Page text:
By Zach Hammack
WAVERLY, NE (Lincoln Journal Star) — For the greater part of the 46 years Jim Wilkinson has owned and operated HoneyCreek Dining in Waverly, his stack of applications was typically well-stocked with 20 or so prospective cooks and servers.
That stack has thinned with restaurants struggling to staff their kitchens, dining rooms and bars amid an unprecedented labor shortage gripping the industry — and threatening the economy.
This week, Wilkinson and his wife, Kathy, decided to close the restaurant after a nearly five-decade run because they simply can’t find enough people to work.
“That was the final straw,” said Jim Wilkinson, 71.
The couple had hoped to keep the restaurant — a hub for breakfast, lunch and dinner (or just a cold beer) off U.S. 6 — open for another four years until Jim reached 75.
“We’re just not going to make that,” Kathy Wilkinson said.
The lack of available workers meant HoneyCreek’s existing staff, which numbered about 18 on the restaurant’s last payroll, was working more and working harder.
“I’m burning them out,” Jim Wilkinson said.
Coupled with health issues his wife is battling, the time was right to close up shop now, he said. The restaurant’s last day is Friday.
Jim Wilkinson has plenty of thoughts on why he can’t find workers — officials’ handling of the pandemic, a changing work culture, competition from national chains — but he said wages aren’t one of them. He’s paying well above the minimum wage in Nebraska.
The Waverly restaurant is not alone in having to close its doors because of a lack of workers, and Wilkinson suspects the problems will only get worse.
While it’s hard to quantify how many restaurants in Nebraska have been forced to close due to staffing shortages, there are notable examples.
In Lincoln, restaurants such as Dino’s on South 84th Street and Valentino’s sit-down restaurants in east Lincoln and near SouthPointe have closed amid the staffing crisis.
Zoe Olson, executive director of the Nebraska Restaurant Association, says the problem is a confluence of factors: workers’ health concerns and lack of child care amid the pandemic, just to name a few.
“It’s a perfect storm,” Olson said.
And it’s affecting all sectors of the economy — not just restaurants — from suppliers to truck drivers.
But while the picture may seem grim, Olson said it’s not unusual for restaurants to open and close throughout a typical year, and most of the time it’s for other reasons.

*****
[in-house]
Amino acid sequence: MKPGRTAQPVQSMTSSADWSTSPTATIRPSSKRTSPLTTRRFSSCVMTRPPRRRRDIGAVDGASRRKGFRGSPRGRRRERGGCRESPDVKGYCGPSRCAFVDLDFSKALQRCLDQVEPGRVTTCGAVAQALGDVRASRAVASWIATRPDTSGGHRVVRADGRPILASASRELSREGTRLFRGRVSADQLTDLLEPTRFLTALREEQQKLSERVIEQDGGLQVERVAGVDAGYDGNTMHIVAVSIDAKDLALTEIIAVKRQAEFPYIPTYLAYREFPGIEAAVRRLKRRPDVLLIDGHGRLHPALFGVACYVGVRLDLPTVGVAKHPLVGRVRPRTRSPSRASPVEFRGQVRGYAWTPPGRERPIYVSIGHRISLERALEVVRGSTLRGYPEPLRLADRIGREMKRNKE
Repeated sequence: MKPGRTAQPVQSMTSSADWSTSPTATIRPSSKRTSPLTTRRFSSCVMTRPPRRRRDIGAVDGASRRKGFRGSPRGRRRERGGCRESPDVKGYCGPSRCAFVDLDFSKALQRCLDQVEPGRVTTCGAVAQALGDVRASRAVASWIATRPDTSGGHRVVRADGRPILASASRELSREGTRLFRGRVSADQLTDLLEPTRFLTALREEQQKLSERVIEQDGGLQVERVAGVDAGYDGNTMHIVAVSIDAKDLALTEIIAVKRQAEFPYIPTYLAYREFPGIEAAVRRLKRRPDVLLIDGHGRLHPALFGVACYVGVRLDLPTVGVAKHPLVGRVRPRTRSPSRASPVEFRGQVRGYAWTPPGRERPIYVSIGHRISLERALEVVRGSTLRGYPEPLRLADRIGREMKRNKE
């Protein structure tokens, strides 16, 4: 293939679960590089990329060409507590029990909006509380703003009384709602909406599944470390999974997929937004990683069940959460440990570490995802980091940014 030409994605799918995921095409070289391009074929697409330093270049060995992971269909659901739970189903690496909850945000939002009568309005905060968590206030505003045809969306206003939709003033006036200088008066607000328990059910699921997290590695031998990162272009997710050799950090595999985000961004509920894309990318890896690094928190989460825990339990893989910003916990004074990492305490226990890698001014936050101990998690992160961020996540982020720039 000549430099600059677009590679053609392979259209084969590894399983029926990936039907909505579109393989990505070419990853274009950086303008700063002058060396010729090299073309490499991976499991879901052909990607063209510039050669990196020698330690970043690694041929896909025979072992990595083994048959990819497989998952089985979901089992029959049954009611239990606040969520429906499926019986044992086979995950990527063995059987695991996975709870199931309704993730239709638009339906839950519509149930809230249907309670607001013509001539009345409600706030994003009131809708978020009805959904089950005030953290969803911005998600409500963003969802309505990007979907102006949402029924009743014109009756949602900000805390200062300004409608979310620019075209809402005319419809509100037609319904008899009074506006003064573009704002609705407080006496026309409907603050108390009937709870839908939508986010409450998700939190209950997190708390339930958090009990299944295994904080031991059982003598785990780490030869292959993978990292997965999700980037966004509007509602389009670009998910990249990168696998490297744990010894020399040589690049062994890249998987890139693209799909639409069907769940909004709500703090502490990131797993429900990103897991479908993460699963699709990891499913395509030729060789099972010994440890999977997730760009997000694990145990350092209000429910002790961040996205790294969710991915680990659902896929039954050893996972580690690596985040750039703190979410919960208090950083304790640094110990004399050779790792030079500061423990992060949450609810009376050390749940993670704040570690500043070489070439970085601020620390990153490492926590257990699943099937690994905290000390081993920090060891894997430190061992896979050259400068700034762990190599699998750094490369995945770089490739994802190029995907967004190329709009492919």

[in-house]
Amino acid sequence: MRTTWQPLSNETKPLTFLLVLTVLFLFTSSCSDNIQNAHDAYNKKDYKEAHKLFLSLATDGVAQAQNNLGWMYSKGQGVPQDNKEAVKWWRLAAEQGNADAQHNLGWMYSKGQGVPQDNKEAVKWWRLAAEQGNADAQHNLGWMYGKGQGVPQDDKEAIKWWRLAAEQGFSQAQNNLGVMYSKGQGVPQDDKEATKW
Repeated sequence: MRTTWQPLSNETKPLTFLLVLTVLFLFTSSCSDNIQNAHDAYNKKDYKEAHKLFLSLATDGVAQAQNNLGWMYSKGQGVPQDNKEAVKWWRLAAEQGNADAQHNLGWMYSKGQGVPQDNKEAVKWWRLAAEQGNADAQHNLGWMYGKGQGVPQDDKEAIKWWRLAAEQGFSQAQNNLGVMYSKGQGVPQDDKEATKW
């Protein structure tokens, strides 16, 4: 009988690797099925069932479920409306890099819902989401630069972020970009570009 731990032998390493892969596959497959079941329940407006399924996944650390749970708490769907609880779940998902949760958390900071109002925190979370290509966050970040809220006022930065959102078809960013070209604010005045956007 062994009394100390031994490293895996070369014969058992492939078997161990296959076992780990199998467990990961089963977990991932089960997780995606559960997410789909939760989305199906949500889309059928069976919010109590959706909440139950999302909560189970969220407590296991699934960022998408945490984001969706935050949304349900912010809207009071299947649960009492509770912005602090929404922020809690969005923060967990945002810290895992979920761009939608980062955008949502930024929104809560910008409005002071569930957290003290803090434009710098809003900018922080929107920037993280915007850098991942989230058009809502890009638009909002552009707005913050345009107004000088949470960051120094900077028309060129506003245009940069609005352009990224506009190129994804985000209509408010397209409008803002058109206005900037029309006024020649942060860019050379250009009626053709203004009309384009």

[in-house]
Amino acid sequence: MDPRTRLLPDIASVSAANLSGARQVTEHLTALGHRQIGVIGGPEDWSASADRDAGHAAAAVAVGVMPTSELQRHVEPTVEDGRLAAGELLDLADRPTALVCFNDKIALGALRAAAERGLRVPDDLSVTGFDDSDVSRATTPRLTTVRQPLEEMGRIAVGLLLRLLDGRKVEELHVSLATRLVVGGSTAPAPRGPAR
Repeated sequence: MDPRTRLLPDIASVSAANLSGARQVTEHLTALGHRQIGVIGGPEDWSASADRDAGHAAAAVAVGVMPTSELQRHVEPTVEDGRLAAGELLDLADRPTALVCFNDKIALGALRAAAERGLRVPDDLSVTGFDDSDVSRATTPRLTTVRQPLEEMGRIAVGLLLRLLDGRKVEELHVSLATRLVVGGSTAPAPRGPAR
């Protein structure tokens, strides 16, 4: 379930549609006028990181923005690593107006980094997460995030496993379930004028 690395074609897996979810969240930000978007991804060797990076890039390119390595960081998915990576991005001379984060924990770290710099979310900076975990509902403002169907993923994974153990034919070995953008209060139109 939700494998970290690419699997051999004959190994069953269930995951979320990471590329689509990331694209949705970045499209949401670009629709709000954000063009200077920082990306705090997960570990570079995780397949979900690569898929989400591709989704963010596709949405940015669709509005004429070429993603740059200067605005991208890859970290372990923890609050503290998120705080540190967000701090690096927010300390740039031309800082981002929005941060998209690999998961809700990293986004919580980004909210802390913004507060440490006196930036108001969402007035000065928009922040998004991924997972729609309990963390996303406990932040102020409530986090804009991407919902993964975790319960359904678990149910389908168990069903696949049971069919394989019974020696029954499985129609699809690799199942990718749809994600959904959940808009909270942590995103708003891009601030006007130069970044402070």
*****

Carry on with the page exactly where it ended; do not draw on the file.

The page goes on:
Just this week, Brewsky’s announced it was closing its South Street location because it couldn’t reach a deal with the building’s landlord.
“That’s pretty normal in business,” Olson said.
Rutabaga’s Comfort Food, a vegan restaurant in downtown Lincoln, also said it was closing this week but hinted that it may return as a new concept.
It’s a move that’s indicative of a broader theme across the industry: The need to adapt, to try new things.
“The restaurant industry has gone through a lot of changes, will go through more, undoubtedly,” Olson said.
You might have noticed a few: more carryout options, a new food truck offering, physical menus replaced by nifty QR codes. Olson said some restaurants are experimenting with apps or table kiosks where guests can request service, instead of having a server repeatedly check on a table.
Some restaurants have cut hours, closed on certain days of the week and taken off holidays they typically never did. And many have increased wages for workers while still operating on razor-thin profit margins, Olson added.
“I think the really, really good operators, they’re going to continue to be nimble and innovative, and they’ll make it work, but sometimes COVID is the final straw,” she said.
Jim Wilkinson established his restaurant — then named Shirley’s, after his mother, who was also a co-founder — in September 1976. Three years later, it was rebranded as the Sports Page with the menus mimicking the sports section of a newspaper.
The Wilkinsons eventually renamed it HoneyCreek Dining about 12 years ago and later introduced a bakery. The focus eventually turned to pizza — a Jim Wilkinson specialty.
“The pizza was a huge, huge success,” he said.
Jimmy Decker started working for the Wilkinsons as a dishwasher 27 years ago before earning a promotion to cook. He said he’s working harder with fewer staff members and has already started looking for another job.
The Wilkinsons’ three daughters, and some of their children, too, all worked at the restaurant.
Decker said he’ll miss the customers — many of whom he knew so well he could start their orders as soon as they walked through the door.
“It’s going to hit me, but it’s time for me to move on,” he said.
While plans for the building are still up in the air, Jim Wilkinson said he has fielded some offers. Like Decker, he’ll miss the people the most after HoneyCreek shuts down.
The restaurant plans to offer breakfast and lunch from 9 a.m. to 1:45 p.m. and carryout pizza from 4-8 p.m. on the final day.
And he’s grateful for the longtime staff — including Decker — who have helped keep the restaurant afloat nearly 50 years, 4 million eggs and 250,000 pounds of hamburger beef later.
“I thank them forever and ever.”
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